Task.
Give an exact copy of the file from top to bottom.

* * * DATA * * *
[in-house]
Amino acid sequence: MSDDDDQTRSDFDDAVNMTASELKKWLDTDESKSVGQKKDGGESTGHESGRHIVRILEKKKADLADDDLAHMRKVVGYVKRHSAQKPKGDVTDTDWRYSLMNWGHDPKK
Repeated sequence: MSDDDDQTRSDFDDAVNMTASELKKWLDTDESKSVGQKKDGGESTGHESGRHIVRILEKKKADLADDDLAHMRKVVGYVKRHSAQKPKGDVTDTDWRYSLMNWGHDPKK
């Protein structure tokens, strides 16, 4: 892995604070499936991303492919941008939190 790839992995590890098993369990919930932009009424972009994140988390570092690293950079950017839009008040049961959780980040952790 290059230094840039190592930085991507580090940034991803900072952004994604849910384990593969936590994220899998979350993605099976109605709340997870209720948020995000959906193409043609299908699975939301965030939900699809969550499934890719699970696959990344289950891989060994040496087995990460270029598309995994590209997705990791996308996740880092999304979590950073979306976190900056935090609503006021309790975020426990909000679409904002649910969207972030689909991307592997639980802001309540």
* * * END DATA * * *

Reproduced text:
[in-house]
Amino acid sequence: MSDDDDQTRSDFDDAVNMTASELKKWLDTDESKSVGQKKDGGESTGHESGRHIVRILEKKKADLADDDLAHMRKVVGYVKRHSAQKPKGDVTDTDWRYSLMNWGHDPKK
Repeated sequence: MSDDDDQTRSDFDDAVNMTASELKKWLDTDESKSVGQKKDGGESTGHESGRHIVRILEKKKADLADDDLAHMRKVVGYVKRHSAQKPKGDVTDTDWRYSLMNWGHDPKK
């Protein structure tokens, strides 16, 4: 892995604070499936991303492919941008939190 790839992995590890098993369990919930932009009424972009994140988390570092690293950079950017839009008040049961959780980040952790 290059230094840039190592930085991507580090940034991803900072952004994604849910384990593969936590994220899998979350993605099976109605709340997870209720948020995000959906193409043609299908699975939301965030939900699809969550499934890719699970696959990344289950891989060994040496087995990460270029598309995994590209997705990791996308996740880092999304979590950073979306976190900056935090609503006021309790975020426990909000679409904002649910969207972030689909991307592997639980802001309540």